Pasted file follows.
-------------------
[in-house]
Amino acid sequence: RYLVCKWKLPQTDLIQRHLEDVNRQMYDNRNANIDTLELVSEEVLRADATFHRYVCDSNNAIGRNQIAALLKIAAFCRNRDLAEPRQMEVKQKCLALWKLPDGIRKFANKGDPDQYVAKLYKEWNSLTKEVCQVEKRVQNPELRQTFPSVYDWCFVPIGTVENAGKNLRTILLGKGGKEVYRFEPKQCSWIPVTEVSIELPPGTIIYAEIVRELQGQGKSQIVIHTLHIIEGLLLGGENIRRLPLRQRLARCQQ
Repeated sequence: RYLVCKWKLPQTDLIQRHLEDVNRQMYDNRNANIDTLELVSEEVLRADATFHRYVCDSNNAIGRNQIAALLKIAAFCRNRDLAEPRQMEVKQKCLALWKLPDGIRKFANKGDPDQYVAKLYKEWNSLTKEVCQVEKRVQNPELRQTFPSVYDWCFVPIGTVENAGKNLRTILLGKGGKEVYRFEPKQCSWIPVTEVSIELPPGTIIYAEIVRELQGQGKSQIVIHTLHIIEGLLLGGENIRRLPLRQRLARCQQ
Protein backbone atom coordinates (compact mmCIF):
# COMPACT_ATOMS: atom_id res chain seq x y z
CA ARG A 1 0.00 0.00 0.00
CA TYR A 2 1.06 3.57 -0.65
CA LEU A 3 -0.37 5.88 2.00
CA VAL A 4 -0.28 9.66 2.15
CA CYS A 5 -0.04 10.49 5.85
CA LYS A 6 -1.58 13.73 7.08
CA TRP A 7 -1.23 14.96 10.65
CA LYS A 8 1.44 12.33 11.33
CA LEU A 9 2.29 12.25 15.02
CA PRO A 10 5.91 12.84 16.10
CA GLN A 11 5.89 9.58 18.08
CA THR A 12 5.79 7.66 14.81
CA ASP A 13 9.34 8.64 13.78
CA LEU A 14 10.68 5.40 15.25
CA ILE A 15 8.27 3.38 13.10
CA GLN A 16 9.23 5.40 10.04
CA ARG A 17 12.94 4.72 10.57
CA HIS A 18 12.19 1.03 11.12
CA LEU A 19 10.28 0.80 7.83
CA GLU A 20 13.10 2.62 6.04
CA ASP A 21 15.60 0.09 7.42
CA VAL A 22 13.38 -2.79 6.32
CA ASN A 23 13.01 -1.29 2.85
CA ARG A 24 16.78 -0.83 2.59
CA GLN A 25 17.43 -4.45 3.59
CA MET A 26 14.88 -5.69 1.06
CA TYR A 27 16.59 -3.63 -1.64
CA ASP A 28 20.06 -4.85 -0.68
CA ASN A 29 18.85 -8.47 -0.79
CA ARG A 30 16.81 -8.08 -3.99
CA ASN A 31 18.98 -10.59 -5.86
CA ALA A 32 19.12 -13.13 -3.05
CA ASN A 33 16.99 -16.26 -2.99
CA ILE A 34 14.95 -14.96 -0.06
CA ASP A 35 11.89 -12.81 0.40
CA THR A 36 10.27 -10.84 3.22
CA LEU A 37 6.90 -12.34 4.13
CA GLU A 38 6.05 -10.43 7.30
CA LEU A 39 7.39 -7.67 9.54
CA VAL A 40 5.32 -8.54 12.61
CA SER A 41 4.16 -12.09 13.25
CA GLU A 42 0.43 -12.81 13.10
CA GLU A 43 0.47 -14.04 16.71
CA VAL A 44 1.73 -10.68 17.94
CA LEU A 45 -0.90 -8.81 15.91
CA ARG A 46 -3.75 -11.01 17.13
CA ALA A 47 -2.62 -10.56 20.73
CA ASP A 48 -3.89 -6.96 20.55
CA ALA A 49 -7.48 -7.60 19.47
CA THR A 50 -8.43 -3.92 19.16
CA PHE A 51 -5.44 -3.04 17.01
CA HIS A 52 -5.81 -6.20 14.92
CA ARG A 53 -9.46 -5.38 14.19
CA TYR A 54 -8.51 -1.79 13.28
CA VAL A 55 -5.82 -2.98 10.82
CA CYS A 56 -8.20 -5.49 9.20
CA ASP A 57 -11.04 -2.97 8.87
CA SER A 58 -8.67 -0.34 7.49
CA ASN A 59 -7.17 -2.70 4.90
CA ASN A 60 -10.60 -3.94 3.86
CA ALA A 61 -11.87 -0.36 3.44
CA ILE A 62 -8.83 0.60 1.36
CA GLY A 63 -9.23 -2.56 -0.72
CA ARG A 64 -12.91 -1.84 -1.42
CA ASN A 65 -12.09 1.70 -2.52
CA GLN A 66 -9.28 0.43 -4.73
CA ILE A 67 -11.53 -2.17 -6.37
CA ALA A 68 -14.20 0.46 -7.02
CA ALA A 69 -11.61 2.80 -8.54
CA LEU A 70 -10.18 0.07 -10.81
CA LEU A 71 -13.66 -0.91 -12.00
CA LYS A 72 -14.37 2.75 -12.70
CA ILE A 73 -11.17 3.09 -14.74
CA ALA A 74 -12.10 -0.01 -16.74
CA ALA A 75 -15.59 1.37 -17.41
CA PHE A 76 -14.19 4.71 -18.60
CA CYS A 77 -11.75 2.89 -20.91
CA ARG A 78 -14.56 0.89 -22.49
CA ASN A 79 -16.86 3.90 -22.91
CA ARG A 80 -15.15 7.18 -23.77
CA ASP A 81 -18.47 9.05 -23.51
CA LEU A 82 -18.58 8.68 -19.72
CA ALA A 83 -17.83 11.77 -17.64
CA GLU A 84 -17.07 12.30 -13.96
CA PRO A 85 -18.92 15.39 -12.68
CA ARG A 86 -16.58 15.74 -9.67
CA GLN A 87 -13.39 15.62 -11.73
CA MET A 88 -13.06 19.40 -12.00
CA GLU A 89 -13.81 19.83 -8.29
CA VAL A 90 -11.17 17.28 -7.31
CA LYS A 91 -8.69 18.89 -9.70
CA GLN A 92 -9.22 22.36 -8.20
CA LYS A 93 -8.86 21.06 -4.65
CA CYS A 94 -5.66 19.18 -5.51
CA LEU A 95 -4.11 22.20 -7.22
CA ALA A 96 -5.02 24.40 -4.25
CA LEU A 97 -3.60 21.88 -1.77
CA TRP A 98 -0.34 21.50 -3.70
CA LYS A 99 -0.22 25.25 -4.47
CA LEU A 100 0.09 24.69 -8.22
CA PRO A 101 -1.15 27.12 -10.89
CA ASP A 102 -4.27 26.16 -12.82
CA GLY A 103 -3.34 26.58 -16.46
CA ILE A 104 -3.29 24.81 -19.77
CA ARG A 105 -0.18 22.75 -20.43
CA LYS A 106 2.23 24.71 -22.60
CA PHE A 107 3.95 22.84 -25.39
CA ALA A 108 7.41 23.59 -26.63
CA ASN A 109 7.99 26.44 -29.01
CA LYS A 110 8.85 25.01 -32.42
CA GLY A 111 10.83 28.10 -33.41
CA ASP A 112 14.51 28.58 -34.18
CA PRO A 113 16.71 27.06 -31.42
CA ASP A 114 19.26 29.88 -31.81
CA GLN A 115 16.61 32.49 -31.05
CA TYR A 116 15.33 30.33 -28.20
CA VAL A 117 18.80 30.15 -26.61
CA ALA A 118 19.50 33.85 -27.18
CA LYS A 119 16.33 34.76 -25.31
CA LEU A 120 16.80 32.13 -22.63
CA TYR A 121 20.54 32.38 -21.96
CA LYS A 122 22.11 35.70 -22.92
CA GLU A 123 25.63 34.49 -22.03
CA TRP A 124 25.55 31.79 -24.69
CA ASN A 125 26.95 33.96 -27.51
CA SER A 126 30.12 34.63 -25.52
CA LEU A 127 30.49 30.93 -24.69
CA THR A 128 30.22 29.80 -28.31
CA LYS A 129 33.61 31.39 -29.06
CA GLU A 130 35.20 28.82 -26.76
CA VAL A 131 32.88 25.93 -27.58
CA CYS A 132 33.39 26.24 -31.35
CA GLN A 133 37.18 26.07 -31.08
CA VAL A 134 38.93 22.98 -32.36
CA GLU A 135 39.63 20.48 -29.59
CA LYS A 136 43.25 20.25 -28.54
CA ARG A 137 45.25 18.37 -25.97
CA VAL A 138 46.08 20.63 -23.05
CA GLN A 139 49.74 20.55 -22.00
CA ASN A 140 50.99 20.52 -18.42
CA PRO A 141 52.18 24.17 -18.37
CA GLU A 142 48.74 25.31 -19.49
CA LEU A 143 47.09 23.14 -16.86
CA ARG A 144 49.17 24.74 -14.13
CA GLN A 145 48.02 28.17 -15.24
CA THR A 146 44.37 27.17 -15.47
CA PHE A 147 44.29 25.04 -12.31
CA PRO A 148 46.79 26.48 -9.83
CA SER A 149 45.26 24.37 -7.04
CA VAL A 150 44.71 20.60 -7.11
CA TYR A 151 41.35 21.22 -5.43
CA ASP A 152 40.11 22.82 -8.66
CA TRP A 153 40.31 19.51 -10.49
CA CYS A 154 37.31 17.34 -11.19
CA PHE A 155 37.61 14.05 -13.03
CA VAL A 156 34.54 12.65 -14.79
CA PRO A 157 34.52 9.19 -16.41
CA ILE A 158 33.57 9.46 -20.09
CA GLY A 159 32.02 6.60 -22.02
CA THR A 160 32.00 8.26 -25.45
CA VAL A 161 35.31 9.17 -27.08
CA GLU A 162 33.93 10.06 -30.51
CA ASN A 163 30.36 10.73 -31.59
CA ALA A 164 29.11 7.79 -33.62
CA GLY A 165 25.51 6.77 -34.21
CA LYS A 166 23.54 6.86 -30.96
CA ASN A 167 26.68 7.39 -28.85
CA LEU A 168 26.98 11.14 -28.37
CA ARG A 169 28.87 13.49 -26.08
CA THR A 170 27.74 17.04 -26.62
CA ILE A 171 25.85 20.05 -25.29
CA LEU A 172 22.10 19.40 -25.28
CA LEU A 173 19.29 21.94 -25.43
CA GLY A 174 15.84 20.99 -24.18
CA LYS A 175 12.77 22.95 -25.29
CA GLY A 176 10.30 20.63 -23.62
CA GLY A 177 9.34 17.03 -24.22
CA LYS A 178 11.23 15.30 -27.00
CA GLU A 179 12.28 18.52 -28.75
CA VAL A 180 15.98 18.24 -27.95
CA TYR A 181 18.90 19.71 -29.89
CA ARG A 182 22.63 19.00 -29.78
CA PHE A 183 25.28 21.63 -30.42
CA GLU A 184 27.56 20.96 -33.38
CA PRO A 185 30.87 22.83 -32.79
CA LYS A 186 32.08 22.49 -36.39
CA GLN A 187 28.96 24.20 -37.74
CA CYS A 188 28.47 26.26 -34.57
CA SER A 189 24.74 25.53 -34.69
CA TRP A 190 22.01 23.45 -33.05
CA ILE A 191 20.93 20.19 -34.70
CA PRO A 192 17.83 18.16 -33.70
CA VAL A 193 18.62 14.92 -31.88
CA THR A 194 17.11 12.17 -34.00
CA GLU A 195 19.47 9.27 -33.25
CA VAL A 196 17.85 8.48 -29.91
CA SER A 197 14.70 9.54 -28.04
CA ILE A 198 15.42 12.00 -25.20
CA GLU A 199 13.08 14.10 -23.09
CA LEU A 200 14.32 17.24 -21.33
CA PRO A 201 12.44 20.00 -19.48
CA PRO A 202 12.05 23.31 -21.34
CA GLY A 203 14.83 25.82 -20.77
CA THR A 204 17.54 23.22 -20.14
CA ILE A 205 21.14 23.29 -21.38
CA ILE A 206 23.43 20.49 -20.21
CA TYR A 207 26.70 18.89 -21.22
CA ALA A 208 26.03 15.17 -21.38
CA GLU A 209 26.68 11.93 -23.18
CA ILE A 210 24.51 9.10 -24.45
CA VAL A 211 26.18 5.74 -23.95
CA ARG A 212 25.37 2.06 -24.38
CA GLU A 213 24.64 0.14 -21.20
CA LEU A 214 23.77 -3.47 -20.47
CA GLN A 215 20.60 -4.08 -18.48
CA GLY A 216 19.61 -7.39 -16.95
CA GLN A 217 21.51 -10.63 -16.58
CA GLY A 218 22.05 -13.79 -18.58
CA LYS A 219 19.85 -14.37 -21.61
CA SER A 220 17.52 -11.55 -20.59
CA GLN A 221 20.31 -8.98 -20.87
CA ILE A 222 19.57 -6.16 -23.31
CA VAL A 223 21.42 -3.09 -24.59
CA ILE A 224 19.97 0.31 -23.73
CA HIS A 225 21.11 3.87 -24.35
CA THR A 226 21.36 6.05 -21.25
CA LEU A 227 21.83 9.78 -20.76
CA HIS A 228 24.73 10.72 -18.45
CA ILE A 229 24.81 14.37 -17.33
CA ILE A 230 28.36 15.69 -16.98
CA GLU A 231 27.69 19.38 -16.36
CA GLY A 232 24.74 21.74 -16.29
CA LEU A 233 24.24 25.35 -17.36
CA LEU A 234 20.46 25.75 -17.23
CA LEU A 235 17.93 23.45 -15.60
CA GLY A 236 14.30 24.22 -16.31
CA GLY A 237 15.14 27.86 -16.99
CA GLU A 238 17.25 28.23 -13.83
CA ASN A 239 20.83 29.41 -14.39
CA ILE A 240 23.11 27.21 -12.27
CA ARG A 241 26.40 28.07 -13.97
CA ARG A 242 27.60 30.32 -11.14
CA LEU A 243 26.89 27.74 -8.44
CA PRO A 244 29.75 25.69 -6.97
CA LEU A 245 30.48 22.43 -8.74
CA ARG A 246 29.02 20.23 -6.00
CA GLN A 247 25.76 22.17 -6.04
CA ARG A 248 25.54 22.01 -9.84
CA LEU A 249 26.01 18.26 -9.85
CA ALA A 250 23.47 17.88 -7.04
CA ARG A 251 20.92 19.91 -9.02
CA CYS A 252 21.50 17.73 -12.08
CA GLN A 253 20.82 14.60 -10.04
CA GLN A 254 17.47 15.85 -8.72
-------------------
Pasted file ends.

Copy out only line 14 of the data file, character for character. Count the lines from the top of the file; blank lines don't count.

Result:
CA LEU A 9 2.29 12.25 15.02